To put it bluntly: Parc-Ex does not need the “birth of a [new] neighbourhood.” To suggest that it does is patronizing and insulting. What the neighbourhood does need is social and material investment. Nonetheless, those behind the MIL project continue to insist on this talking point and spew propagandistic fantasies in its defence: “Pierre St-Cyr recalls some of the moving statements made by Park Ex residents at the 2007 consultations. ‘A 10-year-old boy spoke for his mother, who couldn’t speak French. He said how important it was to build a university in this neighbourhood, because nobody in his family had a university diploma, but he was going to get one.’” The MIL newsletter imbues the project with a divine romanticism, fetishizing a single interaction of a decade ago in a cheap, sentimental appeal.
Ratcheting up the housing crisis
Whether by intention or not, such mystification avoids the reality confronting Parc-Extension today in the form of COVID-19. The borough has emerged as an infection hotspot alongside other immigrant-dense Montréal neighbourhoods such as St-Michel and Montréal-North, a development that Flavie Halais could not have predicted in her September 2019 report on worsening gentrification.
Since the start of the pandemic, things have only gotten worse for Parc-Ex residents, most of whom are renters. Concerns around poor living conditions and evictions have increased due to the economic devastation caused by lockdown measures. As reported in the borough newspaper, renter complaints range from escalating landlord harassment, such as “threats to change the locks, cut off water and electricity, and throw out the family’s belongings,” to “landlords… actively discriminating against families and hiking rent prices with the goal of attracting students looking for housing close to the UdeM campus.”
In 2018, Ron Basal, project manager for the BSR real estate group, spoke honestly with the Globe and Mail about his project to “transform” the multipurpose Hutchison Plaza building in Parc-Ex by forcing the “departure of small businesses, religious spaces, community groups and tenants” and helping to advance gentrification: “Will a trend start? Absolutely. It’s a beautiful area.” BSR Group’s website contradicts this statement, however, affirming instead its vision to design “spaces that derive their originality because they are in harmony with the elements that surround them.”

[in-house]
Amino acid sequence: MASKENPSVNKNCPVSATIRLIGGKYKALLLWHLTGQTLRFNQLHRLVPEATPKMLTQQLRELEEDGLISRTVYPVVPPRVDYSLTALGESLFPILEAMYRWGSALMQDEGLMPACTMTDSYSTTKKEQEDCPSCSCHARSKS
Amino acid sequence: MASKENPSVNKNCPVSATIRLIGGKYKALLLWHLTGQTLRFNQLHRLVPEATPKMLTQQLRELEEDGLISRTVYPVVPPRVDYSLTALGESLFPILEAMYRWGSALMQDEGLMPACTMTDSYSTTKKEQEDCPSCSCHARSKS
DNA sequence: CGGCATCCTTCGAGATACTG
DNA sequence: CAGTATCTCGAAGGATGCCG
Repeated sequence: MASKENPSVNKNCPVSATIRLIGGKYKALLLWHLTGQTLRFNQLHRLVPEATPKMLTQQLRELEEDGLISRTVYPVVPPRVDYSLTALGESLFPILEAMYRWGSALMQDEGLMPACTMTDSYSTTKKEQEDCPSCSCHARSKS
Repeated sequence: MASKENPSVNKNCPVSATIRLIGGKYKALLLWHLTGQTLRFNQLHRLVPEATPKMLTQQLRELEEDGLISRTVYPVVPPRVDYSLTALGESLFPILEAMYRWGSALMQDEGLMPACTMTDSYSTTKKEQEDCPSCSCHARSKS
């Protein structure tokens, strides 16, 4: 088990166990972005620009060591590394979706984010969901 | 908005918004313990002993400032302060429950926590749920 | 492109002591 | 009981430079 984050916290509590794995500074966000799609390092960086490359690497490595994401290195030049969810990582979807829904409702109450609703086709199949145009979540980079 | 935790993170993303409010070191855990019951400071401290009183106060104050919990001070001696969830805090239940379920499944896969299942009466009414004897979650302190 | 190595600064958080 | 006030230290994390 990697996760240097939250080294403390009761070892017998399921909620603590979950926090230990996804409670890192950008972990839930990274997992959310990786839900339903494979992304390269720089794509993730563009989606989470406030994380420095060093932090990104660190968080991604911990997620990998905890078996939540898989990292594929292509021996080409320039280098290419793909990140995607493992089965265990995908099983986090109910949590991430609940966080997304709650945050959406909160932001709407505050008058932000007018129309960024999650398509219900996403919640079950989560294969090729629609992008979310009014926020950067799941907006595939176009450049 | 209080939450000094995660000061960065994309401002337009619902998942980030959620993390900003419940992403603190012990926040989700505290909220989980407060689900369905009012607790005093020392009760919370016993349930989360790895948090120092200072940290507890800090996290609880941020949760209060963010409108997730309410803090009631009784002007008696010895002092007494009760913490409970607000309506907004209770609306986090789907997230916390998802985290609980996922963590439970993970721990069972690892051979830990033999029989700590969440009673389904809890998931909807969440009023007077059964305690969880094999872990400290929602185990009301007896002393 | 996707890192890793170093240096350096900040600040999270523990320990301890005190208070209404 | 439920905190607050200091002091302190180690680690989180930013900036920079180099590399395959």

Parc-Ex: Under attack from all sides
Parc-Extension is today the victim of a tripartite assault: first, from the dire economic conditions caused by the coronavirus. Second, from the forces of gentrification, including UdeM’s MIL project and opportunistic landlords, and exacerbated by the wider housing crisis. And third, from government inaction. In response, we must pressure politicians to immediately renew the federal eviction ban, which expired in July, and consider strategies of direct action such as rent strikes and blocking eviction court proceedings.
As we near the first anniversary of UdeM’s new science complex, it must be stressed that, so far, the MIL project’s only effect on the majority working-class residents of Parc-Extension has been displacement, not connection. Indeed, according to Halais’s 2019 report, of the MIL project’s 1,300 new housing units, “none of the housing is reserved for current Parc-Ex residents.” This “birth of a neighbourhood” will likely mean the death of Parc-Extension—whose federal MP, curiously, is none other than our current prime minister.
Emmanuel Adams is a writer and journalist, as well as a community-involved activist and medical student at McGill University. Emmanuel holds a BA in English Literature and Philosophy from McGill University.
Leo Chester-Trudel is a multimedia journalist currently finishing up his undergraduate degree in History and Photography at Concordia University.